Pro forma says ice arena operation won’t become a general fund drain

Full school board reviews sports center options

Cliff Buchan
News Editor

Operation of the Forest Lake Area Athletic Association Sports Center by ISD 831 should not result in a general fund drain for the school district.

A pro forma completed by Ehlers, the district’s fiscal consultant, concludes that by the 2015-16 school year, the ice arena and sports center operation will generate profit of $51,550 back to the general fund.

That was the bottom line of a sports center report to the full school board on Thursday, March 29.

Since late last year, the school district, FLAAA and the city of Forest Lake have been meeting via a task force exploring FLAAA’s transfer of operation with the school district the likely recipient of those duties.

The proposal has a number of additional steps to take before any transfer of ownership can be completed. School board committees will review the matter on Thursday, April 19. The topic is expected to come before the full board on Thursday, May 3 for a vote on a decision to acquire the arena and the methods of financing the acquisition.

If the school board decides to move forward, the acquisition must go before the Minnesota Department of Education for review and comment. MDE will have up to 60 days to respond.

That would set the stage for arena financing to be secured through a request for proposal or bid process resulting in a lease purchase. Under this schedule, the arena could fall under school management by August.

More Detail

A review of the process by Briggs & Morgan, the district’s bond counsel, has made clear that the district is not allowed to assume the outstanding debt of the sports center. A new financing arrangement is needed because the original issue was a conduit bond/note with loan agreement.

The initial financing for the arena was provided through a $4.5 million recreational facility note in 2008 issued by the Forest Lake Economic Development Authority. The city provided the land via a lease in the Headwaters commercial area adjacent to the Fenway Athletic Park complex built by the city.

The pro forma which included an appraisal last December determined the ice arena complex and land have value of $8.3 million. The sports center has liabilities of around $4.6 million with outstanding principal of $4.2 million.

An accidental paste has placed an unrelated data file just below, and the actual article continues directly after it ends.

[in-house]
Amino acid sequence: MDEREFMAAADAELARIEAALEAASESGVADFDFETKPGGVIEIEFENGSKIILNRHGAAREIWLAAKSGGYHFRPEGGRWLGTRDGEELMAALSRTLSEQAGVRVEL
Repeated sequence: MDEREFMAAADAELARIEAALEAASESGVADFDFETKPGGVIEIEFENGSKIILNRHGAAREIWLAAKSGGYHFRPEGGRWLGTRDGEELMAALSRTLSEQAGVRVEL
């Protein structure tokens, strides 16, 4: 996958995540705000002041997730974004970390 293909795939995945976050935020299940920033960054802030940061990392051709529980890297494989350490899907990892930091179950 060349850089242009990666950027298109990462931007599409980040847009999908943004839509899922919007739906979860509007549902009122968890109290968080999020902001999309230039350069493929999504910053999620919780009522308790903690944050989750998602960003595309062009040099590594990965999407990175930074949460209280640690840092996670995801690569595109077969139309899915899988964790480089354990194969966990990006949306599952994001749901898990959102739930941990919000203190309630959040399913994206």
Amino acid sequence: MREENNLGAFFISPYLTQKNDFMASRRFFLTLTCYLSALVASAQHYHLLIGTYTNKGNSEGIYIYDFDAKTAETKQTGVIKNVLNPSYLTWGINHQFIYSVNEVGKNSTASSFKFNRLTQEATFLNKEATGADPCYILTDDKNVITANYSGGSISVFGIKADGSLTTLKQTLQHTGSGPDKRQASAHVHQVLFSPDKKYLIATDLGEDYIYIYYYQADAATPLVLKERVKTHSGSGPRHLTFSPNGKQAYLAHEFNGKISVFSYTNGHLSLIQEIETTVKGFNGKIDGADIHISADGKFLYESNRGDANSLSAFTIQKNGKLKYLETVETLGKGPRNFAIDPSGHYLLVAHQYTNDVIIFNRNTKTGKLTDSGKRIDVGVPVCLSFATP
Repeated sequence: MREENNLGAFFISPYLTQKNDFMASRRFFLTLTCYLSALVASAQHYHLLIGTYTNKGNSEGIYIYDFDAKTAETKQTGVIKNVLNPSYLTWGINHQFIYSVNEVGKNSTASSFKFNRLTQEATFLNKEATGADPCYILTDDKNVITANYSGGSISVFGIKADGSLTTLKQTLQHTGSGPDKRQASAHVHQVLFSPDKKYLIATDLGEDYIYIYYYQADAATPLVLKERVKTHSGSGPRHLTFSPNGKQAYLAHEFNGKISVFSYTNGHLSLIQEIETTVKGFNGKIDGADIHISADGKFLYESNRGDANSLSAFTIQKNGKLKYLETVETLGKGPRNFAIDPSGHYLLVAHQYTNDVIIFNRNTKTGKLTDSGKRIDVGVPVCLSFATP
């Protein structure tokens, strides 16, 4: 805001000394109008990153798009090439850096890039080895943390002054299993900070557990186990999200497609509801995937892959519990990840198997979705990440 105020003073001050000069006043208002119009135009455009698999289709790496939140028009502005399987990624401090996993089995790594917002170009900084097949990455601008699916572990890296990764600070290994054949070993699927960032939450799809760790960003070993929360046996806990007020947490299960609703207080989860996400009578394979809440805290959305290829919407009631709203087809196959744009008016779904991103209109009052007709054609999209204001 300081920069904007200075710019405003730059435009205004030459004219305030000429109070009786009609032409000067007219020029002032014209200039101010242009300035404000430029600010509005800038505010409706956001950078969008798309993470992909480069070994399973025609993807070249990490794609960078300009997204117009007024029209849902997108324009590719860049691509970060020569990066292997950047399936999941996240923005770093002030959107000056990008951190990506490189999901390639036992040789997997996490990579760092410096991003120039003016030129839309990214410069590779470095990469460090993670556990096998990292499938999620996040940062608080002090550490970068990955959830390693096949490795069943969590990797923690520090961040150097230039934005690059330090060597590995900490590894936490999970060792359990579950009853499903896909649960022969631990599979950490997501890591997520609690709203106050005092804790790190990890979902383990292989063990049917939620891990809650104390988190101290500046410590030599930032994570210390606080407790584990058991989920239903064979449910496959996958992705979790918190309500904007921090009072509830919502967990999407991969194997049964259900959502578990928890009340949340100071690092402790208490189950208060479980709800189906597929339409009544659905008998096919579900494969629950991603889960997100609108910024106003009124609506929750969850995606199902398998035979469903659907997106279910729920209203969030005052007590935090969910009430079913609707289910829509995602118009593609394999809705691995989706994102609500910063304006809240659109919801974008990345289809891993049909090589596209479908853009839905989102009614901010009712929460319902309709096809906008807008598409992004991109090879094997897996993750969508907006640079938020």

The complex was built with revenue notes that carry a current interest rate of 4.1 percent through Jan. 1, 2014. FLAAA is making annual debt payments of $262,548.

Jodie Zesbaugh, a financial analyst with Ehlers, offered the board an expanded pro forma on the operation last week, following up on her report to school board committees on March 15.

The expanded pro forma included projections on what the district would need to finance annual lease payments through a combination of facility income, lease levy and operating capital, or general fund revenues. The potential tax impact of a shortfall could also involve use of an ice arena levy.

Under the proposal, it is projected that the district could enter a 20-year lease purchase with monthly payments. An estimated interest rate of 3.70 percent is projected to finance $4.93 million. The financing amount is $250,000 lower than the initial pro forma from Ehlers.

Questions Raised

Board members Kathy Bystrom and Dan Kieger were the most critical of the proposition.

Bystrom said she had “grave concerns” with a district decision to commit resources to such a proposal. “I’m not sure this is a real good move for us,” Bystrom said.

She said she was also concerned by the lack of city involvement in the new arrangement which forced the school district to take on the full risk. She qualified her statement later in the meeting to let the record show that the city had provided land to FLAAA to help get the project off the ground.

Kieger, like Bystrom, was also concerned by the lack of city involvement. “Ninety percent of cities would have taken care of it,” Kieger said, critical of the city’s lack of park and recreation programs which have traditionally fallen to the school district and youth athletic organizations such as FLAAA.

“It’s not just about hockey,” Kieger said. “We can’t let it get shuttered. It has to support itself.”

Board member Karen Morehead, a non-elected city park board member, offered some defense for the city. “There are a lot of folks who don’t like them [city council] to spend money either,” Morehead said.

She said she was not ready to vote for the school taking over the sports center, but agreed it was something the community needed. “It’s a facility a community should have,” Morehead said. “We have to do some thinking on this.”

Board President Rob Rapheal said the district always runs the risks of facing repair and upgrade costs as buildings age. “We have these issues with any of the buildings we own,” Rapheal said.

The board also heard from one district resident who raised questions about the possible move.

Steve Goedeke, Forest Lake, offered a series of points that he asked the school board to consider as it evaluates the ice arena issue. He questioned if acquiring the arena would improve or degrade the district’s primary mission of academic preparation for students. He also questioned if the board ranked any of the possible arena expenditures with other priorities in the district.

As a way of protecting the district from the unexpected, Goedeke suggested the board structure an agreement for the district to operate the arena for at least two years before taking title.